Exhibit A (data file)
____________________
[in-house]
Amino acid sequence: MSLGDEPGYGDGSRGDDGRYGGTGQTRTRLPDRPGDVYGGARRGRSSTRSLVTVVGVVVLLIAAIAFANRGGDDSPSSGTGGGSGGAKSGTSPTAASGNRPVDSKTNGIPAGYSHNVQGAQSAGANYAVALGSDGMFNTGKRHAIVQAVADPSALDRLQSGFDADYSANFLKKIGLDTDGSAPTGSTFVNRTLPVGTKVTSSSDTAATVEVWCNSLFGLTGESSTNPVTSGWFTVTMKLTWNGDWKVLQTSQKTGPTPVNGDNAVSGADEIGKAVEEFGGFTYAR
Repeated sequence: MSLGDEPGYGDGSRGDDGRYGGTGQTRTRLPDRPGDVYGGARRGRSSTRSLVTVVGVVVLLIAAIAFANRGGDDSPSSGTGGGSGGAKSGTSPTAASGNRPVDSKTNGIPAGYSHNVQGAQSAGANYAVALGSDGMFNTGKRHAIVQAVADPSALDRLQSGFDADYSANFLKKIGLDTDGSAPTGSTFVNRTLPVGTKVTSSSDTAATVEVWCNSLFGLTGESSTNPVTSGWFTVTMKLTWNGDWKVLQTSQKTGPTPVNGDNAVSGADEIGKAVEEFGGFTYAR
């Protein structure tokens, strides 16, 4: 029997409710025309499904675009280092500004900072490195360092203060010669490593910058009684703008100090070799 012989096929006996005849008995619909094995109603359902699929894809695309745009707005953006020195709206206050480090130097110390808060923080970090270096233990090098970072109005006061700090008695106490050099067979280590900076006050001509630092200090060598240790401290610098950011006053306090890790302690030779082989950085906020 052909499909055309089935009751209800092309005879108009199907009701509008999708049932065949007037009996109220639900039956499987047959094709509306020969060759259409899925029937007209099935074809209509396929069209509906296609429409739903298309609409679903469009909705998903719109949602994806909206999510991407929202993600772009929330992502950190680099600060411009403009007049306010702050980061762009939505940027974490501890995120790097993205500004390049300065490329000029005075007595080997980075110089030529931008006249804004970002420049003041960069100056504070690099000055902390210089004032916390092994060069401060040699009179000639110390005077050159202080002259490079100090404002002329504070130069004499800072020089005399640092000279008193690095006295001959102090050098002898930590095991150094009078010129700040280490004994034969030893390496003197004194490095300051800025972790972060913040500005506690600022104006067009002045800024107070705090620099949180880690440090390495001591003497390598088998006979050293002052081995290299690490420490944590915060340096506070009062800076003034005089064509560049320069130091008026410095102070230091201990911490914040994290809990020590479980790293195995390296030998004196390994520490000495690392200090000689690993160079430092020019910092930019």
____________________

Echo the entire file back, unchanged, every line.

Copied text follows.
[in-house]
Amino acid sequence: MSLGDEPGYGDGSRGDDGRYGGTGQTRTRLPDRPGDVYGGARRGRSSTRSLVTVVGVVVLLIAAIAFANRGGDDSPSSGTGGGSGGAKSGTSPTAASGNRPVDSKTNGIPAGYSHNVQGAQSAGANYAVALGSDGMFNTGKRHAIVQAVADPSALDRLQSGFDADYSANFLKKIGLDTDGSAPTGSTFVNRTLPVGTKVTSSSDTAATVEVWCNSLFGLTGESSTNPVTSGWFTVTMKLTWNGDWKVLQTSQKTGPTPVNGDNAVSGADEIGKAVEEFGGFTYAR
Repeated sequence: MSLGDEPGYGDGSRGDDGRYGGTGQTRTRLPDRPGDVYGGARRGRSSTRSLVTVVGVVVLLIAAIAFANRGGDDSPSSGTGGGSGGAKSGTSPTAASGNRPVDSKTNGIPAGYSHNVQGAQSAGANYAVALGSDGMFNTGKRHAIVQAVADPSALDRLQSGFDADYSANFLKKIGLDTDGSAPTGSTFVNRTLPVGTKVTSSSDTAATVEVWCNSLFGLTGESSTNPVTSGWFTVTMKLTWNGDWKVLQTSQKTGPTPVNGDNAVSGADEIGKAVEEFGGFTYAR
């Protein structure tokens, strides 16, 4: 029997409710025309499904675009280092500004900072490195360092203060010669490593910058009684703008100090070799 012989096929006996005849008995619909094995109603359902699929894809695309745009707005953006020195709206206050480090130097110390808060923080970090270096233990090098970072109005006061700090008695106490050099067979280590900076006050001509630092200090060598240790401290610098950011006053306090890790302690030779082989950085906020 052909499909055309089935009751209800092309005879108009199907009701509008999708049932065949007037009996109220639900039956499987047959094709509306020969060759259409899925029937007209099935074809209509396929069209509906296609429409739903298309609409679903469009909705998903719109949602994806909206999510991407929202993600772009929330992502950190680099600060411009403009007049306010702050980061762009939505940027974490501890995120790097993205500004390049300065490329000029005075007595080997980075110089030529931008006249804004970002420049003041960069100056504070690099000055902390210089004032916390092994060069401060040699009179000639110390005077050159202080002259490079100090404002002329504070130069004499800072020089005399640092000279008193690095006295001959102090050098002898930590095991150094009078010129700040280490004994034969030893390496003197004194490095300051800025972790972060913040500005506690600022104006067009002045800024107070705090620099949180880690440090390495001591003497390598088998006979050293002052081995290299690490420490944590915060340096506070009062800076003034005089064509560049320069130091008026410095102070230091201990911490914040994290809990020590479980790293195995390296030998004196390994520490000495690392200090000689690993160079430092020019910092930019």